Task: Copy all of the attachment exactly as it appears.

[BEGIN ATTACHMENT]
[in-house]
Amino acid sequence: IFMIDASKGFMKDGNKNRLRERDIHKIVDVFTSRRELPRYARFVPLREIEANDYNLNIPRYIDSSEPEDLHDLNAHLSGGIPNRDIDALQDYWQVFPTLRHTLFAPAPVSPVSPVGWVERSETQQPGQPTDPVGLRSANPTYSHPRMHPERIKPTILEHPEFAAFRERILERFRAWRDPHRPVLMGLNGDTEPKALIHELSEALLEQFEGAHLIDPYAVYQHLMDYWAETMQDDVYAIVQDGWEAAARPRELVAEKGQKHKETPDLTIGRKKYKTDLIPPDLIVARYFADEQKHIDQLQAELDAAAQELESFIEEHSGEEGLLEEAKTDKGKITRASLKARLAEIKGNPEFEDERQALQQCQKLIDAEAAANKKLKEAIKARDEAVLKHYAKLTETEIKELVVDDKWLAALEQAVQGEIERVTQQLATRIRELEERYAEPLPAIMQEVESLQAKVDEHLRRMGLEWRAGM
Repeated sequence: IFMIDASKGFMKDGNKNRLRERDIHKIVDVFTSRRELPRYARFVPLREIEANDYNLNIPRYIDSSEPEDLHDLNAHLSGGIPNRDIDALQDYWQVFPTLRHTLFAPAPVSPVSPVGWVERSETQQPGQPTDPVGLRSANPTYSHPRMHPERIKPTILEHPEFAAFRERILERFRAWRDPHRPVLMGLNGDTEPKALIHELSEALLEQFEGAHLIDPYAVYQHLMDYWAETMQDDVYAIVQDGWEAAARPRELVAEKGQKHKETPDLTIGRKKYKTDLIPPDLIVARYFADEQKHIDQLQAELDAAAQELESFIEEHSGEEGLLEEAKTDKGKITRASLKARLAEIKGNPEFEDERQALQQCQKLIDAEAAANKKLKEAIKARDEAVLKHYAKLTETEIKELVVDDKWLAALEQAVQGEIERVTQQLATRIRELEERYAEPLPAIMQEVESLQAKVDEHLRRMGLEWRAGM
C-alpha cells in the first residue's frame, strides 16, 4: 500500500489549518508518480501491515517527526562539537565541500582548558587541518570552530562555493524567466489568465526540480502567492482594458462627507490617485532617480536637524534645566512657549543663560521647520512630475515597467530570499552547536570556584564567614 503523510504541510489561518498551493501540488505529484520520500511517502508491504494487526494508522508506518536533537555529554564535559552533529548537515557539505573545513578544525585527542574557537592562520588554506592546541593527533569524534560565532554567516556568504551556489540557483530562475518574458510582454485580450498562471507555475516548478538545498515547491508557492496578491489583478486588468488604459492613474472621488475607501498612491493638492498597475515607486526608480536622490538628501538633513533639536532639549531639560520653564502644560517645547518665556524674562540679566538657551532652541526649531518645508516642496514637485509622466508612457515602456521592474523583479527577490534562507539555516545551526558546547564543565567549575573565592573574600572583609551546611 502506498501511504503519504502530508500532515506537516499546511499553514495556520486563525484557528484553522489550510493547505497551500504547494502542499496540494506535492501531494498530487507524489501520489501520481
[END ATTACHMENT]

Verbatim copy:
[in-house]
Amino acid sequence: IFMIDASKGFMKDGNKNRLRERDIHKIVDVFTSRRELPRYARFVPLREIEANDYNLNIPRYIDSSEPEDLHDLNAHLSGGIPNRDIDALQDYWQVFPTLRHTLFAPAPVSPVSPVGWVERSETQQPGQPTDPVGLRSANPTYSHPRMHPERIKPTILEHPEFAAFRERILERFRAWRDPHRPVLMGLNGDTEPKALIHELSEALLEQFEGAHLIDPYAVYQHLMDYWAETMQDDVYAIVQDGWEAAARPRELVAEKGQKHKETPDLTIGRKKYKTDLIPPDLIVARYFADEQKHIDQLQAELDAAAQELESFIEEHSGEEGLLEEAKTDKGKITRASLKARLAEIKGNPEFEDERQALQQCQKLIDAEAAANKKLKEAIKARDEAVLKHYAKLTETEIKELVVDDKWLAALEQAVQGEIERVTQQLATRIRELEERYAEPLPAIMQEVESLQAKVDEHLRRMGLEWRAGM
Repeated sequence: IFMIDASKGFMKDGNKNRLRERDIHKIVDVFTSRRELPRYARFVPLREIEANDYNLNIPRYIDSSEPEDLHDLNAHLSGGIPNRDIDALQDYWQVFPTLRHTLFAPAPVSPVSPVGWVERSETQQPGQPTDPVGLRSANPTYSHPRMHPERIKPTILEHPEFAAFRERILERFRAWRDPHRPVLMGLNGDTEPKALIHELSEALLEQFEGAHLIDPYAVYQHLMDYWAETMQDDVYAIVQDGWEAAARPRELVAEKGQKHKETPDLTIGRKKYKTDLIPPDLIVARYFADEQKHIDQLQAELDAAAQELESFIEEHSGEEGLLEEAKTDKGKITRASLKARLAEIKGNPEFEDERQALQQCQKLIDAEAAANKKLKEAIKARDEAVLKHYAKLTETEIKELVVDDKWLAALEQAVQGEIERVTQQLATRIRELEERYAEPLPAIMQEVESLQAKVDEHLRRMGLEWRAGM
C-alpha cells in the first residue's frame, strides 16, 4: 500500500489549518508518480501491515517527526562539537565541500582548558587541518570552530562555493524567466489568465526540480502567492482594458462627507490617485532617480536637524534645566512657549543663560521647520512630475515597467530570499552547536570556584564567614 503523510504541510489561518498551493501540488505529484520520500511517502508491504494487526494508522508506518536533537555529554564535559552533529548537515557539505573545513578544525585527542574557537592562520588554506592546541593527533569524534560565532554567516556568504551556489540557483530562475518574458510582454485580450498562471507555475516548478538545498515547491508557492496578491489583478486588468488604459492613474472621488475607501498612491493638492498597475515607486526608480536622490538628501538633513533639536532639549531639560520653564502644560517645547518665556524674562540679566538657551532652541526649531518645508516642496514637485509622466508612457515602456521592474523583479527577490534562507539555516545551526558546547564543565567549575573565592573574600572583609551546611 502506498501511504503519504502530508500532515506537516499546511499553514495556520486563525484557528484553522489550510493547505497551500504547494502542499496540494506535492501531494498530487507524489501520489501520481